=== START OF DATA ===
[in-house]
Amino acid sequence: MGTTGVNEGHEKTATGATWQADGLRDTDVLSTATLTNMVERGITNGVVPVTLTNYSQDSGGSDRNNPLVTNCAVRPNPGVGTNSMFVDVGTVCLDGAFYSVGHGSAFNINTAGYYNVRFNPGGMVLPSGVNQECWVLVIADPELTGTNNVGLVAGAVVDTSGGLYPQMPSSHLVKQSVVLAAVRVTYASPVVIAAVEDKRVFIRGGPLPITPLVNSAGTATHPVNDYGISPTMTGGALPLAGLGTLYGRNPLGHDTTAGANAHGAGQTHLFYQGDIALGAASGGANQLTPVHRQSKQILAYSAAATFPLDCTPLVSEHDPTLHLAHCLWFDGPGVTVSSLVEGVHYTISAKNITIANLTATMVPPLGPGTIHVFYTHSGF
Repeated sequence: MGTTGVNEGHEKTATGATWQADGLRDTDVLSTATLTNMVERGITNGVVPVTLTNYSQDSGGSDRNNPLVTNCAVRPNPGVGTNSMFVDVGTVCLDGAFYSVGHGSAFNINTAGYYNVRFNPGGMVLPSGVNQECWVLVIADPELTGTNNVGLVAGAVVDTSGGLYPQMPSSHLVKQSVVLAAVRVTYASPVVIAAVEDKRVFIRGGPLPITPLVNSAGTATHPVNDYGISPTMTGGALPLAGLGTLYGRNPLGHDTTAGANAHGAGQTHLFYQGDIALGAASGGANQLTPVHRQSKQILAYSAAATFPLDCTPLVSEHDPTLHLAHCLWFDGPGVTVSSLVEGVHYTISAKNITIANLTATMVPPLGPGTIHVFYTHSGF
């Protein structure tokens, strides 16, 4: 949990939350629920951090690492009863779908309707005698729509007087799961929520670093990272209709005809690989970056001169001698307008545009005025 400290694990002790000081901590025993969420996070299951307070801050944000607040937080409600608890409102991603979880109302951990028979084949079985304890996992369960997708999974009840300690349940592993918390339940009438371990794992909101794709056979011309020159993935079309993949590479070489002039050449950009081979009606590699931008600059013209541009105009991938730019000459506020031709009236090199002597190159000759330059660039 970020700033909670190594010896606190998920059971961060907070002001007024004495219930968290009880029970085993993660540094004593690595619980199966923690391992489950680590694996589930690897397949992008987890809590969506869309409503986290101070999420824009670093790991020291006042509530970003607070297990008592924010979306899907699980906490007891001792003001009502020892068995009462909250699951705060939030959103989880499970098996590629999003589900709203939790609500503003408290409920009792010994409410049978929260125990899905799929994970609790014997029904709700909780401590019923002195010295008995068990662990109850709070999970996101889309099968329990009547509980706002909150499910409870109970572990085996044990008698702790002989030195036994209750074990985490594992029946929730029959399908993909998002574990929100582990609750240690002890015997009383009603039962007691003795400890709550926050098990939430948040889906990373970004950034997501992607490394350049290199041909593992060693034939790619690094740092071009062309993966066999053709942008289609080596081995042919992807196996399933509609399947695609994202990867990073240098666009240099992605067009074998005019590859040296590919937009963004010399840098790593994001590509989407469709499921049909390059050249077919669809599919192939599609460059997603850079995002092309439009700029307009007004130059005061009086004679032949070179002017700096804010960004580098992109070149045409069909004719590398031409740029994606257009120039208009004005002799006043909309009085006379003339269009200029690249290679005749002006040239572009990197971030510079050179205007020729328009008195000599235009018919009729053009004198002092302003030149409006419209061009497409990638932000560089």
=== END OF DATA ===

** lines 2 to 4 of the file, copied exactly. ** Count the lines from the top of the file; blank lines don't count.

Amino acid sequence: MGTTGVNEGHEKTATGATWQADGLRDTDVLSTATLTNMVERGITNGVVPVTLTNYSQDSGGSDRNNPLVTNCAVRPNPGVGTNSMFVDVGTVCLDGAFYSVGHGSAFNINTAGYYNVRFNPGGMVLPSGVNQECWVLVIADPELTGTNNVGLVAGAVVDTSGGLYPQMPSSHLVKQSVVLAAVRVTYASPVVIAAVEDKRVFIRGGPLPITPLVNSAGTATHPVNDYGISPTMTGGALPLAGLGTLYGRNPLGHDTTAGANAHGAGQTHLFYQGDIALGAASGGANQLTPVHRQSKQILAYSAAATFPLDCTPLVSEHDPTLHLAHCLWFDGPGVTVSSLVEGVHYTISAKNITIANLTATMVPPLGPGTIHVFYTHSGF
Repeated sequence: MGTTGVNEGHEKTATGATWQADGLRDTDVLSTATLTNMVERGITNGVVPVTLTNYSQDSGGSDRNNPLVTNCAVRPNPGVGTNSMFVDVGTVCLDGAFYSVGHGSAFNINTAGYYNVRFNPGGMVLPSGVNQECWVLVIADPELTGTNNVGLVAGAVVDTSGGLYPQMPSSHLVKQSVVLAAVRVTYASPVVIAAVEDKRVFIRGGPLPITPLVNSAGTATHPVNDYGISPTMTGGALPLAGLGTLYGRNPLGHDTTAGANAHGAGQTHLFYQGDIALGAASGGANQLTPVHRQSKQILAYSAAATFPLDCTPLVSEHDPTLHLAHCLWFDGPGVTVSSLVEGVHYTISAKNITIANLTATMVPPLGPGTIHVFYTHSGF
């Protein structure tokens, strides 16, 4: 949990939350629920951090690492009863779908309707005698729509007087799961929520670093990272209709005809690989970056001169001698307008545009005025 400290694990002790000081901590025993969420996070299951307070801050944000607040937080409600608890409102991603979880109302951990028979084949079985304890996992369960997708999974009840300690349940592993918390339940009438371990794992909101794709056979011309020159993935079309993949590479070489002039050449950009081979009606590699931008600059013209541009105009991938730019000459506020031709009236090199002597190159000759330059660039 970020700033909670190594010896606190998920059971961060907070002001007024004495219930968290009880029970085993993660540094004593690595619980199966923690391992489950680590694996589930690897397949992008987890809590969506869309409503986290101070999420824009670093790991020291006042509530970003607070297990008592924010979306899907699980906490007891001792003001009502020892068995009462909250699951705060939030959103989880499970098996590629999003589900709203939790609500503003408290409920009792010994409410049978929260125990899905799929994970609790014997029904709700909780401590019923002195010295008995068990662990109850709070999970996101889309099968329990009547509980706002909150499910409870109970572990085996044990008698702790002989030195036994209750074990985490594992029946929730029959399908993909998002574990929100582990609750240690002890015997009383009603039962007691003795400890709550926050098990939430948040889906990373970004950034997501992607490394350049290199041909593992060693034939790619690094740092071009062309993966066999053709942008289609080596081995042919992807196996399933509609399947695609994202990867990073240098666009240099992605067009074998005019590859040296590919937009963004010399840098790593994001590509989407469709499921049909390059050249077919669809599919192939599609460059997603850079995002092309439009700029307009007004130059005061009086004679032949070179002017700096804010960004580098992109070149045409069909004719590398031409740029994606257009120039208009004005002799006043909309009085006379003339269009200029690249290679005749002006040239572009990197971030510079050179205007020729328009008195000599235009018919009729053009004198002092302003030149409006419209061009497409990638932000560089």